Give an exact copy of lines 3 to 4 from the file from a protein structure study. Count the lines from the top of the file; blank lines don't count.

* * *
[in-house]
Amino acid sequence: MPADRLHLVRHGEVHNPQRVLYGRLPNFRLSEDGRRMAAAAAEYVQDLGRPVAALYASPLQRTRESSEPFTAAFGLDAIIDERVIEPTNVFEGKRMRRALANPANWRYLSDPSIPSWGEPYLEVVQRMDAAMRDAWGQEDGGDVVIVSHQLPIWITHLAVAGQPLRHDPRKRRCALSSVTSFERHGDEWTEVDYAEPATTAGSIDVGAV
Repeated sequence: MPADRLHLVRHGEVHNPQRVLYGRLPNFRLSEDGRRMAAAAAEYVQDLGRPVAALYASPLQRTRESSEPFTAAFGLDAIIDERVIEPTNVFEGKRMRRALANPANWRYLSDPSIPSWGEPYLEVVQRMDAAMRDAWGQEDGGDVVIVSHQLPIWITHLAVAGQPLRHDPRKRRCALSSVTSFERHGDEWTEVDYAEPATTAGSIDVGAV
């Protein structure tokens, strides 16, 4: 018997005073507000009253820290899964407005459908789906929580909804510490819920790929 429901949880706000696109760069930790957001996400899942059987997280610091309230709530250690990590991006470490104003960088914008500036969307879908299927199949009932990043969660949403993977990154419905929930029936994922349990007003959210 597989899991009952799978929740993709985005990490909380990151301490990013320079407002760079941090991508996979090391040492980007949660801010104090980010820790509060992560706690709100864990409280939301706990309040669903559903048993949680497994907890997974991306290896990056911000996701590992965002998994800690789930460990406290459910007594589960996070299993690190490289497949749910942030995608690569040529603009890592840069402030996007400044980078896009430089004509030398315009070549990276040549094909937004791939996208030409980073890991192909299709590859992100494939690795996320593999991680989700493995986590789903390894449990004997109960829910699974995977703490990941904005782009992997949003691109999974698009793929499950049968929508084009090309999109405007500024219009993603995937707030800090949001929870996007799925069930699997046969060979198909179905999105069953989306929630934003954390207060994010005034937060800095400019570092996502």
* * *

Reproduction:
Repeated sequence: MPADRLHLVRHGEVHNPQRVLYGRLPNFRLSEDGRRMAAAAAEYVQDLGRPVAALYASPLQRTRESSEPFTAAFGLDAIIDERVIEPTNVFEGKRMRRALANPANWRYLSDPSIPSWGEPYLEVVQRMDAAMRDAWGQEDGGDVVIVSHQLPIWITHLAVAGQPLRHDPRKRRCALSSVTSFERHGDEWTEVDYAEPATTAGSIDVGAV
């Protein structure tokens, strides 16, 4: 018997005073507000009253820290899964407005459908789906929580909804510490819920790929 429901949880706000696109760069930790957001996400899942059987997280610091309230709530250690990590991006470490104003960088914008500036969307879908299927199949009932990043969660949403993977990154419905929930029936994922349990007003959210 597989899991009952799978929740993709985005990490909380990151301490990013320079407002760079941090991508996979090391040492980007949660801010104090980010820790509060992560706690709100864990409280939301706990309040669903559903048993949680497994907890997974991306290896990056911000996701590992965002998994800690789930460990406290459910007594589960996070299993690190490289497949749910942030995608690569040529603009890592840069402030996007400044980078896009430089004509030398315009070549990276040549094909937004791939996208030409980073890991192909299709590859992100494939690795996320593999991680989700493995986590789903390894449990004997109960829910699974995977703490990941904005782009992997949003691109999974698009793929499950049968929508084009090309999109405007500024219009993603995937707030800090949001929870996007799925069930699997046969060979198909179905999105069953989306929630934003954390207060994010005034937060800095400019570092996502």